For me, this usually means a restaurant trip of some kind, followed by a neighborhood jaunt and some gratuitous shopping. When I’m hungry for a nice simple steak, this means I’m on the hunt for steak frites at one of a jillion NYC bistros.
Last weekend was just that weekend for me… and to get some ideas, I looked to Eater.com’s list of “Top 38 Essential NY Restaurants” for inspiration. This is list that is under constant fire mind you… but what most NY foodies don’t read is the title…. “essential” doesn’t always mean “the best”. It simply means that NY wouldn’t be NY without them. Of course, if they weren’t doing something right, they wouldn’t be on this list…. but New Yorkers love to debate, and especially over who has the best what. Most of the time, they are right.
On that list of 38, and ranked highly I might add, is the essential, and quintessential Parisian bistro Balthazar.
Tucked away in Soho, Balthazar has the look and feel of a bistro that has been around for decades… when in fact McNally opened in 1997. This is actually a good thing, as Balthazar has something going for it that maybe no other bistro in NY has… it’s ability to transport you to Paris. There. I said it.
For some, this is a minus and not a plus…. but for any of you thinking of a trip to Paris in the near future – this is a replica of what a real Parisian bistro feels like. Nice size room, loud, incredibly cramped, fast impersonal service, solid food. The recipe for success. And only a five minute walk to Patagonia, where you can drop $200 on a sweater/coat thingy.
At the end of the day, what really makes Balthazar authentic… is the food. Not only does the menu replicate that of a Parisian bistro… it tastes like a Parisian bistro. Eggs, chicken, salads, soups, seafood, you name it – it’s there. Along side my steak frites.
On this day, we called ahead to make a reservation… lunch on a Saturday mind you…. and avoided an hour wait at 12:30. Not that the hour would have been hard to kill with the MOMA Design Store across the street, as well as Sur La Table. But on this day, we were hungry and were looking forward to a great lunch.
To get started, I ordered a hot bowl of bubbling goo, known at Balthazar at their French Onion Soup. I can usually tell how good a bistro will be by ordering this soup – and this bowl didn’t disappoint. The gruyere was mild and creamy, the soup rich and full of onions, and the homemade crouton spongy and delicious.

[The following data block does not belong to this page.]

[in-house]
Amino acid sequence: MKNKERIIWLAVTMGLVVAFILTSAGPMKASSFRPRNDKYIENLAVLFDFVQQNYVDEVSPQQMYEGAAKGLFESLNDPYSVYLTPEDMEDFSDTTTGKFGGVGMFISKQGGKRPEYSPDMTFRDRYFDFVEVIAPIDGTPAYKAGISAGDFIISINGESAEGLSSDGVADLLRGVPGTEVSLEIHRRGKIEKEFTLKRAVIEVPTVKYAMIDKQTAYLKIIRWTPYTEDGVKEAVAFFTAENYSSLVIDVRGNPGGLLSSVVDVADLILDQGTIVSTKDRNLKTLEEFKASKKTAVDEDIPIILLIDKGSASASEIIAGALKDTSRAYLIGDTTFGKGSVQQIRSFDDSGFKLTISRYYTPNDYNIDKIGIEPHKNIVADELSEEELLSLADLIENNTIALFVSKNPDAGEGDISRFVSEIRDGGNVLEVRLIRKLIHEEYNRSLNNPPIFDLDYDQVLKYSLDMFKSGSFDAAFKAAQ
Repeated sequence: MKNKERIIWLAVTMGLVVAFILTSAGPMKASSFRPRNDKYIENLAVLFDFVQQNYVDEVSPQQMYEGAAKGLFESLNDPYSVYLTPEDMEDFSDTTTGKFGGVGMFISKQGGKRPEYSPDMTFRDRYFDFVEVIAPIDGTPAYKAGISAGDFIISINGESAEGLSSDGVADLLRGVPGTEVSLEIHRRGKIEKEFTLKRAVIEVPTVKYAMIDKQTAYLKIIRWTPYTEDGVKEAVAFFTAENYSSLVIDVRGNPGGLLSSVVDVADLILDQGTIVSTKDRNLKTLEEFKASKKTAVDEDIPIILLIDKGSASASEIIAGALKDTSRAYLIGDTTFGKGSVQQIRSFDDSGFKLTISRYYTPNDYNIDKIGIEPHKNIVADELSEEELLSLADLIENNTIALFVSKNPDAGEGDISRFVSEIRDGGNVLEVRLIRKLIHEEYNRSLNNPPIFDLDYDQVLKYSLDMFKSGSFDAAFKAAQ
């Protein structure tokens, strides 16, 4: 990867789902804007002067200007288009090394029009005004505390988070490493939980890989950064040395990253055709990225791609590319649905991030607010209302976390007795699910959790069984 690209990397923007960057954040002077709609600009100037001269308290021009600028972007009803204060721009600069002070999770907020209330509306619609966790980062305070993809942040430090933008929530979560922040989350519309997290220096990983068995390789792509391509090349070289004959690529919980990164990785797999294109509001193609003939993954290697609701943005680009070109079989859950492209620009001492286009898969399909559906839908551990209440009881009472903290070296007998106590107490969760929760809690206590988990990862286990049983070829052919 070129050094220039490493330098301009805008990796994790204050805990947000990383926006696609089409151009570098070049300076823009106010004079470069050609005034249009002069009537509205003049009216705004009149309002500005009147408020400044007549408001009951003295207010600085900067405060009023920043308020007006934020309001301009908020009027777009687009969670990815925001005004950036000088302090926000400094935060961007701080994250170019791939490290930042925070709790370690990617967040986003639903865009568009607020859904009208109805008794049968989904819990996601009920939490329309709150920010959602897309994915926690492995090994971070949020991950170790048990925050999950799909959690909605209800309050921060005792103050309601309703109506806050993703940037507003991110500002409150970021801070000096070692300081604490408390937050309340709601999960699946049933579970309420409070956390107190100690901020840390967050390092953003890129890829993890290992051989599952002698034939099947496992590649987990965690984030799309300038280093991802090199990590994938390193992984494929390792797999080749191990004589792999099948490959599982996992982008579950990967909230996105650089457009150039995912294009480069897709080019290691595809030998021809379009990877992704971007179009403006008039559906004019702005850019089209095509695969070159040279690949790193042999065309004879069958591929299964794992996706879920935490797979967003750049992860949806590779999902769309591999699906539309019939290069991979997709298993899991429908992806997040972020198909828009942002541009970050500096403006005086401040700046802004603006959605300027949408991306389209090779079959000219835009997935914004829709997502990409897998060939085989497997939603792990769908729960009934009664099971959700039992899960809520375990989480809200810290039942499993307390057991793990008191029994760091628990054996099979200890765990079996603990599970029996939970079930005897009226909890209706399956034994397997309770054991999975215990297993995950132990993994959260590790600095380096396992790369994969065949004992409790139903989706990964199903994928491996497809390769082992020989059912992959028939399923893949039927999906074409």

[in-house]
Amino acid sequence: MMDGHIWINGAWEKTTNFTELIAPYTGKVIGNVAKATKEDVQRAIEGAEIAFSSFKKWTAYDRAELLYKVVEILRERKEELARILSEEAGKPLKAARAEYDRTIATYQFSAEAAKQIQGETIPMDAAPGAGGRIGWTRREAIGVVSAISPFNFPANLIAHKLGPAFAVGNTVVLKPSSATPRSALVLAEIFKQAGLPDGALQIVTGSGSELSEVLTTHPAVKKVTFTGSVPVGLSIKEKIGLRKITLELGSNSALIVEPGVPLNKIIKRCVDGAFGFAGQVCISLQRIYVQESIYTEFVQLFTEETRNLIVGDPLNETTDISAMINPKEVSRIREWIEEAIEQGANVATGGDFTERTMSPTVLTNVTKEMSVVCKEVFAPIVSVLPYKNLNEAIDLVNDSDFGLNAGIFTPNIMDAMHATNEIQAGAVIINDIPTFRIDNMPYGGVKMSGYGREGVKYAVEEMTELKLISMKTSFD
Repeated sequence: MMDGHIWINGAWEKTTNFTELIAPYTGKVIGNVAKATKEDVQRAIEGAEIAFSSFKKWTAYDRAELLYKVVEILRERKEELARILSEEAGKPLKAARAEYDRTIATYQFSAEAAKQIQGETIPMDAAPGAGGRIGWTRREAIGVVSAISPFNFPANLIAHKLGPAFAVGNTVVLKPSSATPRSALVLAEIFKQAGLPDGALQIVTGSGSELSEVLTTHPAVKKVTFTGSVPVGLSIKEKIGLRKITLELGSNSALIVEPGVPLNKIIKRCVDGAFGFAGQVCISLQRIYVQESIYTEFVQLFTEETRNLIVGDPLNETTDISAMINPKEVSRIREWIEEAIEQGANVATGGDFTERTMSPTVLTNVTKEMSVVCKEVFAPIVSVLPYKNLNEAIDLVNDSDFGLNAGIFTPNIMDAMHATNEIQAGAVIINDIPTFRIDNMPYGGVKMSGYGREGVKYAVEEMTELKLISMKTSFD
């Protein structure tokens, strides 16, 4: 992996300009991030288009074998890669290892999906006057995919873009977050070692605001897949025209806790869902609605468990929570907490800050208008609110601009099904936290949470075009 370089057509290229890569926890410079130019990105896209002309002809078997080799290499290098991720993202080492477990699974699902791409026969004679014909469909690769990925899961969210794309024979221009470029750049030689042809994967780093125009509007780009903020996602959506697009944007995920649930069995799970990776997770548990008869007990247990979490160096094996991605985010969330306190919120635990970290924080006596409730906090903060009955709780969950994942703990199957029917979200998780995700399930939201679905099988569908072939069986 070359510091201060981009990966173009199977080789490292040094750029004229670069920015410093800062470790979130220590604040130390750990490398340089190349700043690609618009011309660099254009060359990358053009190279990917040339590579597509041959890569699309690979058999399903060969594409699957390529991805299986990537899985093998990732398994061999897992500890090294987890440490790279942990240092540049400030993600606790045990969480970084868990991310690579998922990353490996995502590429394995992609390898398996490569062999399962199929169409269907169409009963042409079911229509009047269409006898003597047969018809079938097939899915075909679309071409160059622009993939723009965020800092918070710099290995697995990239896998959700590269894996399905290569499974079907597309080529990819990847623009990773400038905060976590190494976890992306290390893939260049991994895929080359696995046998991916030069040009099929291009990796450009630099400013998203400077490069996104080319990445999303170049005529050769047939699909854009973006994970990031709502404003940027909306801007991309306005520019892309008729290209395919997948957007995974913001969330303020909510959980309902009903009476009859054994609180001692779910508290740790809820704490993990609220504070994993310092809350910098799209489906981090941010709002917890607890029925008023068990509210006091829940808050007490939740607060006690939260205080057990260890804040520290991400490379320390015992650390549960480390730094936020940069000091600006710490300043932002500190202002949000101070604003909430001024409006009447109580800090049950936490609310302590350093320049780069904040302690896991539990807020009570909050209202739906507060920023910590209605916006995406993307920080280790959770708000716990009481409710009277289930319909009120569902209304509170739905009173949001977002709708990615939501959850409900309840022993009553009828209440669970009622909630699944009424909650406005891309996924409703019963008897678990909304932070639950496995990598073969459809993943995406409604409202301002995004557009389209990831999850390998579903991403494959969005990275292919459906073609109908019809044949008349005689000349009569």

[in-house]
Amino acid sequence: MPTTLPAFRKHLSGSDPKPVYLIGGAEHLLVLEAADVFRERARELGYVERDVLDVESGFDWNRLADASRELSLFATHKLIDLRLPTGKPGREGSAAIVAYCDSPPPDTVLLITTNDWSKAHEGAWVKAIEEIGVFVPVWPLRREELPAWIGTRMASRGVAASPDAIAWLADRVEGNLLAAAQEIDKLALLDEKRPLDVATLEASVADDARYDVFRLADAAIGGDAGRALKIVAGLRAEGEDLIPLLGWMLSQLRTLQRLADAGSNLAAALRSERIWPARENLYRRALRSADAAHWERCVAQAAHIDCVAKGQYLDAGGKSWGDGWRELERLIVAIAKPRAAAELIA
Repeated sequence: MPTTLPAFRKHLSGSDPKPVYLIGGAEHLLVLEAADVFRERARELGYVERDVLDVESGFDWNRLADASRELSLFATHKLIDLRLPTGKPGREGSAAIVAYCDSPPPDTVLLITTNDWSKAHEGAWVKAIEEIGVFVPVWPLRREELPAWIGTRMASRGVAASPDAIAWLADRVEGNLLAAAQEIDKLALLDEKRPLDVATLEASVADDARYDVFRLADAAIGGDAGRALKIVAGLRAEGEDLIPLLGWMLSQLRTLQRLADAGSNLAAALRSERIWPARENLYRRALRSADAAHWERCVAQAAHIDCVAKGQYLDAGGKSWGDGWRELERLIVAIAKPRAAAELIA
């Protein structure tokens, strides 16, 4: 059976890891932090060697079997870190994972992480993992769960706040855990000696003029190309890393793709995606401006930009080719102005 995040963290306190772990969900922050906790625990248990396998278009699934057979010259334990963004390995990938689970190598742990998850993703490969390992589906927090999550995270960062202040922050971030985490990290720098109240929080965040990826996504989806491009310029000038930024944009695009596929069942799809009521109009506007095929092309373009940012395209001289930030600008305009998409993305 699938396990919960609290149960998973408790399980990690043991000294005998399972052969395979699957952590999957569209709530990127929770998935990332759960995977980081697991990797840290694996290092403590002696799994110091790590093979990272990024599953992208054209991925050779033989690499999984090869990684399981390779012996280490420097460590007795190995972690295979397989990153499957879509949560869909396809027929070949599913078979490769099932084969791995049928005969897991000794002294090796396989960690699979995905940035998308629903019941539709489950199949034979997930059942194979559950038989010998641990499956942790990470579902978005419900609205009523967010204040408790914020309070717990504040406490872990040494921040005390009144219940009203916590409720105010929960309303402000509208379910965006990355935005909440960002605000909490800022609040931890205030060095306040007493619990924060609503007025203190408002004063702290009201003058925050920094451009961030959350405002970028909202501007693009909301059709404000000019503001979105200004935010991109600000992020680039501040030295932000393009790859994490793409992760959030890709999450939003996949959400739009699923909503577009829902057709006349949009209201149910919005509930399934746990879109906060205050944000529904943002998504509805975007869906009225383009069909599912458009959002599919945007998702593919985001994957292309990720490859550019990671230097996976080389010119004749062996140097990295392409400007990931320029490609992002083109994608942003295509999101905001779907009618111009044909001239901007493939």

My companion ordered the Balthazar salad, a mix of greens, veggies and cheese tossed in a truffle vinaigrette. Two thumbs up.
For lunch, as you have now guessed, we ordered the Steak Frites… both medium… knowing that in a real French bistro, this would mean the steak would be medium rare at best. We were right, and they were perfect.
The steak frites lived up to their billing. The steak hearty and tender with great flavor, and the frites deep fried in duck fat. Yes, duck fat. Heaven. Béarnaise on the side completed the experience.
The deserts looked delicious, but at this point we were stuffed, and fairly annoyed at the French family sitting to our right, who’s manners had deteriorated beyond belief. Even the German couple to our left began starring them down. Ouch.
But on this day, the plusses certainly outweigh the minuses, and we are thrilled with our choice… and our mini-trip back to Paris. Balthazar has quenched both cravings in one day. And we got to shop for a new wisk, too.
80 Spring Street
New York, NY 10012
+ authentic bistro
+ solid food, from morning to late at night
+ this is where the beautiful people eat
- it’s noisy, all the time
- I felt as if I was sitting in a toddler chair
- french tourists act like the own the place